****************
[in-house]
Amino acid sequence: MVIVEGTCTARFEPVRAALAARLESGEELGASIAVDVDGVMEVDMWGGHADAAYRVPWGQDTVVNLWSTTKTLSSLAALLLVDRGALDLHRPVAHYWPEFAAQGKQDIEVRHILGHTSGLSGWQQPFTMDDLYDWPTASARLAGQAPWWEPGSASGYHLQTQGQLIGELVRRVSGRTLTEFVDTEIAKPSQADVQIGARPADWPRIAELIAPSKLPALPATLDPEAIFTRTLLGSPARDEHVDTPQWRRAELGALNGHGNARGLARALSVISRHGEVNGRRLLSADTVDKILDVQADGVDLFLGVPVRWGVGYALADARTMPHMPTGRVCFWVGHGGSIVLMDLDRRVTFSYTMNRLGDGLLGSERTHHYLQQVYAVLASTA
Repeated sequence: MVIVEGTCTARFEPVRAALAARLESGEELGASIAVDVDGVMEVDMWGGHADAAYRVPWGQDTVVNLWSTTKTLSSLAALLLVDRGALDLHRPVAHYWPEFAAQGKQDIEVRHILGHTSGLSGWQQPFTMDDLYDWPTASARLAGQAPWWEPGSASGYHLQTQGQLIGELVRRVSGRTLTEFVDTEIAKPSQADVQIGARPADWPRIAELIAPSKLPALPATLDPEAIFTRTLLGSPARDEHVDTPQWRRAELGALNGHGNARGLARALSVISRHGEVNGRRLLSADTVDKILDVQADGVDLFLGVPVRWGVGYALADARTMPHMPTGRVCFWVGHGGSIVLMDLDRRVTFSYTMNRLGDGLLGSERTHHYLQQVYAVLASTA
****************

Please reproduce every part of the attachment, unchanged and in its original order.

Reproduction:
[in-house]
Amino acid sequence: MVIVEGTCTARFEPVRAALAARLESGEELGASIAVDVDGVMEVDMWGGHADAAYRVPWGQDTVVNLWSTTKTLSSLAALLLVDRGALDLHRPVAHYWPEFAAQGKQDIEVRHILGHTSGLSGWQQPFTMDDLYDWPTASARLAGQAPWWEPGSASGYHLQTQGQLIGELVRRVSGRTLTEFVDTEIAKPSQADVQIGARPADWPRIAELIAPSKLPALPATLDPEAIFTRTLLGSPARDEHVDTPQWRRAELGALNGHGNARGLARALSVISRHGEVNGRRLLSADTVDKILDVQADGVDLFLGVPVRWGVGYALADARTMPHMPTGRVCFWVGHGGSIVLMDLDRRVTFSYTMNRLGDGLLGSERTHHYLQQVYAVLASTA
Repeated sequence: MVIVEGTCTARFEPVRAALAARLESGEELGASIAVDVDGVMEVDMWGGHADAAYRVPWGQDTVVNLWSTTKTLSSLAALLLVDRGALDLHRPVAHYWPEFAAQGKQDIEVRHILGHTSGLSGWQQPFTMDDLYDWPTASARLAGQAPWWEPGSASGYHLQTQGQLIGELVRRVSGRTLTEFVDTEIAKPSQADVQIGARPADWPRIAELIAPSKLPALPATLDPEAIFTRTLLGSPARDEHVDTPQWRRAELGALNGHGNARGLARALSVISRHGEVNGRRLLSADTVDKILDVQADGVDLFLGVPVRWGVGYALADARTMPHMPTGRVCFWVGHGGSIVLMDLDRRVTFSYTMNRLGDGLLGSERTHHYLQQVYAVLASTA